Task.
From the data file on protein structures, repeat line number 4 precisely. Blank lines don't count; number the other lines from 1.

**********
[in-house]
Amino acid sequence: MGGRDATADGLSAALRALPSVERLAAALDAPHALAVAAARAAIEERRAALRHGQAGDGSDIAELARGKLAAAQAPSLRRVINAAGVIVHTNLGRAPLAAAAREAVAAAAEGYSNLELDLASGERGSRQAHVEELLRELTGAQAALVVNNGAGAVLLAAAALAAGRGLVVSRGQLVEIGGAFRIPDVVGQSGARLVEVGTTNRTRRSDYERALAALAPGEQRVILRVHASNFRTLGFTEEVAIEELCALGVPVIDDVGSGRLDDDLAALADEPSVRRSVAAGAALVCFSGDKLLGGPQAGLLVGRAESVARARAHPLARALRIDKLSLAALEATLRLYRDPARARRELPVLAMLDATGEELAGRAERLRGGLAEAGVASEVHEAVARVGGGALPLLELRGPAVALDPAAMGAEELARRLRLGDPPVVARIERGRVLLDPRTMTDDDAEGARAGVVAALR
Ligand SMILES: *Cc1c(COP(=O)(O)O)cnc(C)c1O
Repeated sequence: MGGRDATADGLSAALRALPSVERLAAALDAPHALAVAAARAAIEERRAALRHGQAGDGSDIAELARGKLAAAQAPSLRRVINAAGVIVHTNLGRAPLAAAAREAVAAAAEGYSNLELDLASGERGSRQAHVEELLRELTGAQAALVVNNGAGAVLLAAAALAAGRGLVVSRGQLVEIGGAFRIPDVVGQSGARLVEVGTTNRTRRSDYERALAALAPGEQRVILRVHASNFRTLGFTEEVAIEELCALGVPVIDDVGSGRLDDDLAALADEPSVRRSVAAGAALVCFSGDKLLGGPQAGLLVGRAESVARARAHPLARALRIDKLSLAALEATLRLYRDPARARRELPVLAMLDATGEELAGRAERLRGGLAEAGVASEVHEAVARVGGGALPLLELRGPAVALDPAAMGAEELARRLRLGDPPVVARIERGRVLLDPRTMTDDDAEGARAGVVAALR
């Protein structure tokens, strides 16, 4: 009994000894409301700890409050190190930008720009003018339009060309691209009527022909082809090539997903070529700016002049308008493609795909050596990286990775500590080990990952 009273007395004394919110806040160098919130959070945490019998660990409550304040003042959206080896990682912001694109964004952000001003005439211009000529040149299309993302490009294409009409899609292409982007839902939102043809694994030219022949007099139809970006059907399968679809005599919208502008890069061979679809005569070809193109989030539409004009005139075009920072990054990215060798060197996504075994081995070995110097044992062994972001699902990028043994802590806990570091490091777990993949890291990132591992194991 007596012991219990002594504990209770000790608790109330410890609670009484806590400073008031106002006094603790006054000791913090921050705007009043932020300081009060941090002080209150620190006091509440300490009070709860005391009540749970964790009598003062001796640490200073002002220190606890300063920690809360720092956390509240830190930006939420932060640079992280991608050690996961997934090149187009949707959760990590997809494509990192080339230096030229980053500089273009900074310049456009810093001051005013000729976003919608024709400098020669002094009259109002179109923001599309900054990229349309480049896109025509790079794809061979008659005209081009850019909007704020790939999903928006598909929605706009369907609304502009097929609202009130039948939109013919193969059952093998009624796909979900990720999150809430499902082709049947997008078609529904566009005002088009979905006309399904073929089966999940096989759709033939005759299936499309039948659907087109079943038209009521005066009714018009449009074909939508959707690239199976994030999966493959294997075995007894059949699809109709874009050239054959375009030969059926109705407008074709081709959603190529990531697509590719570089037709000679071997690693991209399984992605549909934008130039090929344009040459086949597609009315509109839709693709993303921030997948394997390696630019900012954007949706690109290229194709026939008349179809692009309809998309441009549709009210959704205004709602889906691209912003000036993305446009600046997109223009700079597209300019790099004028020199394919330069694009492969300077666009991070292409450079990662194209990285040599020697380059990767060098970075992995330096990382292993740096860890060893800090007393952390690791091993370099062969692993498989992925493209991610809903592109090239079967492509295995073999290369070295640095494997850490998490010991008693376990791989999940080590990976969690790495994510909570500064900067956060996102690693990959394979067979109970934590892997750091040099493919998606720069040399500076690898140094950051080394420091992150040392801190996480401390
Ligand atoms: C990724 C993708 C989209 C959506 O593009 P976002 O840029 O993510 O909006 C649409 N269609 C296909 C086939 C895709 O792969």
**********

Repeated sequence: MGGRDATADGLSAALRALPSVERLAAALDAPHALAVAAARAAIEERRAALRHGQAGDGSDIAELARGKLAAAQAPSLRRVINAAGVIVHTNLGRAPLAAAAREAVAAAAEGYSNLELDLASGERGSRQAHVEELLRELTGAQAALVVNNGAGAVLLAAAALAAGRGLVVSRGQLVEIGGAFRIPDVVGQSGARLVEVGTTNRTRRSDYERALAALAPGEQRVILRVHASNFRTLGFTEEVAIEELCALGVPVIDDVGSGRLDDDLAALADEPSVRRSVAAGAALVCFSGDKLLGGPQAGLLVGRAESVARARAHPLARALRIDKLSLAALEATLRLYRDPARARRELPVLAMLDATGEELAGRAERLRGGLAEAGVASEVHEAVARVGGGALPLLELRGPAVALDPAAMGAEELARRLRLGDPPVVARIERGRVLLDPRTMTDDDAEGARAGVVAALR